Executive Coach Executive CoachExecutive Coach
Scott Eblin offers his take on lessons in the news and his advice on your pressing leadership questions.

Now Is the Time for Gen Y Leaders

ARCHIVES
PhotoXpress

Here’s a thought experiment for you. Take a deep breath, clear your head and think for a little while about what kind of leadership the world is going to need in the future. Need a jump start? Just think about the rapidity of change in the global economy, global politics and consumer technology in the past five years. Five years ago, most major economic trend lines were up and to the right. There were more entrenched autocrats in power in the Middle East than there are today. The iPad hadn’t been invented yet. A Harvard dropout named Mark Zuckerberg had just started Facebook. Tweeting was something that birds did.

If change continues at its current rate, let alone accelerates, leadership is going to get a lot more complex. It’s going to be less and less about authority and more and more about influence. It’s going to be less about solid lines and more about dotted or maybe no lines at all. Global collaboration will rule because cycle times will demand it and technology will continue to enable it.

Where will we find leaders who can thrive in this environment? One place we should look is to the digital natives. Also known as Generation Y, these are the folks who have been connected their entire lives.

As I wrote on my blog earlier this year, people over 40 more or less grew up in the command and control model of leadership. For instance, I learned a lot about leadership in the Boy Scouts, where you move from assistant patrol leader to patrol leader to assistant senior patrol leader to senior patrol leader. The chain of command is very clear. It’s a lot like the traditional org chart you still see in lots of organizations. Information flows down more easily than it flows up.

People of my sons’ generation (they’re 18 and 22) have grown up using technology to connect and collaborate with others to get stuff done. For instance, my 22 year old, Andy, used to spend a lot of time in middle school and high school playing a massive, multi-player online game called Planet Side. It used to drive me crazy, to be honest. Now, I realize he was learning leadership skills by playing the game. Planet Side involved organizing players around the world to collaborate and coordinate their efforts to achieve the same goal at the same time. As a 14 year old, Andy was influencing older people to join his team, share ideas and win the game together.

Last year, I saw that virtual leadership style play out in the physical world when he helped organize almost 1,000 students at James Madison University to participate in a day of service.

We hear a lot about Gen Y being the generation of entitled kids who grew up in the age of “everybody gets a trophy.” That’s not what I’m seeing. What I’m seeing is a group that has some serious chops for getting things done in a new world. I’ve been talking with companies lately who see the same thing They’re designing leadership development programs that mix leaders from across generations so they can learn from each other’s strengths.

Makes sense to me. What do you think?

Executive coach Scott Eblin’s goal is to help you succeed at the next level of leadership. Throughout the week, he’ll offer his take on the leadership lessons in the news and his advice on your most pressing leadership questions. A former government executive, Scott is a graduate of Harvard’s Kennedy School of Government and is the author of The Next Level: What Insiders Know About Executive Success.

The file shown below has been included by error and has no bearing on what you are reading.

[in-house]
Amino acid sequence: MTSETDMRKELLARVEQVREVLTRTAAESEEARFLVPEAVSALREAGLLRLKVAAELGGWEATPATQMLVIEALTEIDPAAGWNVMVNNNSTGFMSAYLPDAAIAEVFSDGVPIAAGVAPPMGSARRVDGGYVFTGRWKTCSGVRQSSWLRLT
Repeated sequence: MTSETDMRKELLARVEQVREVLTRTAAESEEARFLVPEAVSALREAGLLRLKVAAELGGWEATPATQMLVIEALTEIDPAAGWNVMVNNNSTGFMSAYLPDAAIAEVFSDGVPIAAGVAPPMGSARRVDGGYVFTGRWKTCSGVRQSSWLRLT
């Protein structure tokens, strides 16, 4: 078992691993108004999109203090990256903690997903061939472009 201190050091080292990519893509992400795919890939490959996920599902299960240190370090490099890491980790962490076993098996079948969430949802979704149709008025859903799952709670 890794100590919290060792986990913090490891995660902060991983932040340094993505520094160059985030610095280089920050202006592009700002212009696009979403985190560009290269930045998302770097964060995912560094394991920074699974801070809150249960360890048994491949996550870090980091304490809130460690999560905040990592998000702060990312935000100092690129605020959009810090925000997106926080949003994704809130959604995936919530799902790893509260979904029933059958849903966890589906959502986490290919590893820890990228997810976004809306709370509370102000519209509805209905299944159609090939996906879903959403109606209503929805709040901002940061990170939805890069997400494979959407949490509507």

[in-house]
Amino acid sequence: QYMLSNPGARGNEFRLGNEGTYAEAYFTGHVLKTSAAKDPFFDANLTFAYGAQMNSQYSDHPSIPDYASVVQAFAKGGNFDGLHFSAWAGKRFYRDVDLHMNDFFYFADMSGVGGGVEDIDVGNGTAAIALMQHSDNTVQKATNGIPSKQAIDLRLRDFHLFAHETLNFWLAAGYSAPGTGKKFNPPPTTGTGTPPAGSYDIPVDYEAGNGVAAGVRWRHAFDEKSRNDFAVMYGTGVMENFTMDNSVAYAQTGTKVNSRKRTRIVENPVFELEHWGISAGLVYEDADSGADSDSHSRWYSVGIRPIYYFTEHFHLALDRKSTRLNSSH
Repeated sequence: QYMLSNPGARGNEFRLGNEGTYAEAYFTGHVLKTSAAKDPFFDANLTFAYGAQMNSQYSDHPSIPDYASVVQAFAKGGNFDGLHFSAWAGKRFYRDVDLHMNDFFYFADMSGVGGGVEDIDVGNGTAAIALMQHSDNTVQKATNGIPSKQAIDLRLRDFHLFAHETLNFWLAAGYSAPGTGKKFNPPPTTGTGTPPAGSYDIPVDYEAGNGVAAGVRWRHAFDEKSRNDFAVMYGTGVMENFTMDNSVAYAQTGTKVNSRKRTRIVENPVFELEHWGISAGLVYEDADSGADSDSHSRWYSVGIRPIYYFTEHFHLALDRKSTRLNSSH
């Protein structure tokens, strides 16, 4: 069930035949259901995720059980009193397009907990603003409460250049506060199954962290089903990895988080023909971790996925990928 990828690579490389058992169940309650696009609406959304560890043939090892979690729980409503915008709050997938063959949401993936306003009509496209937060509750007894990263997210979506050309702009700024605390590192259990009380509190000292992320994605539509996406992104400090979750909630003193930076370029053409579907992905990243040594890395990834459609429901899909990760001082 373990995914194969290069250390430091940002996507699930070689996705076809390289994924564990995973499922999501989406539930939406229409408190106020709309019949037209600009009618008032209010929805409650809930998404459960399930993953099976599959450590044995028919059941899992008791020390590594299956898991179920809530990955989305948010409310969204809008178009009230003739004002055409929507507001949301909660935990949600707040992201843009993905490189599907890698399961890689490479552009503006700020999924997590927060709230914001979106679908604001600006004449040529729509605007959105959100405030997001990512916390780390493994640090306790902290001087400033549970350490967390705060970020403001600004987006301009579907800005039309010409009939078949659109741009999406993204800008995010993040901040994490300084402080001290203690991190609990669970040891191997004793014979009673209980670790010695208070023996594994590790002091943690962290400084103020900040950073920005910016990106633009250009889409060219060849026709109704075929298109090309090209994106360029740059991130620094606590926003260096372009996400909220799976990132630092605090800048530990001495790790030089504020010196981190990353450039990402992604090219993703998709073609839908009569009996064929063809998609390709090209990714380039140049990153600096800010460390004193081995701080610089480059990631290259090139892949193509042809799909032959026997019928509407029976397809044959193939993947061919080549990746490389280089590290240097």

FROM OUR SPONSORS
JOIN THE DISCUSSION
Close [ x ] More from GovExec
 
 

Thank you for subscribing to newsletters from GovExec.com.
We think these reports might interest you:

  • Forecasting Cloud's Future

    Conversations with Federal, State, and Local Technology Leaders on Cloud-Driven Digital Transformation

    Download
  • The Big Data Campaign Trail

    With everyone so focused on security following recent breaches at federal, state and local government and education institutions, there has been little emphasis on the need for better operations. This report breaks down some of the biggest operational challenges in IT management and provides insight into how agencies and leaders can successfully solve some of the biggest lingering government IT issues.

    Download
  • Communicating Innovation in Federal Government

    Federal Government spending on ‘obsolete technology’ continues to increase. Supporting the twin pillars of improved digital service delivery for citizens on the one hand, and the increasingly optimized and flexible working practices for federal employees on the other, are neither easy nor inexpensive tasks. This whitepaper explores how federal agencies can leverage the value of existing agency technology assets while offering IT leaders the ability to implement the kind of employee productivity, citizen service improvements and security demanded by federal oversight.

    Download
  • IT Transformation Trends: Flash Storage as a Strategic IT Asset

    MIT Technology Review: Flash Storage As a Strategic IT Asset For the first time in decades, IT leaders now consider all-flash storage as a strategic IT asset. IT has become a new operating model that enables self-service with high performance, density and resiliency. It also offers the self-service agility of the public cloud combined with the security, performance, and cost-effectiveness of a private cloud. Download this MIT Technology Review paper to learn more about how all-flash storage is transforming the data center.

    Download
  • Ongoing Efforts in Veterans Health Care Modernization

    This report discusses the current state of veterans health care

    Download

When you download a report, your information may be shared with the underwriters of that document.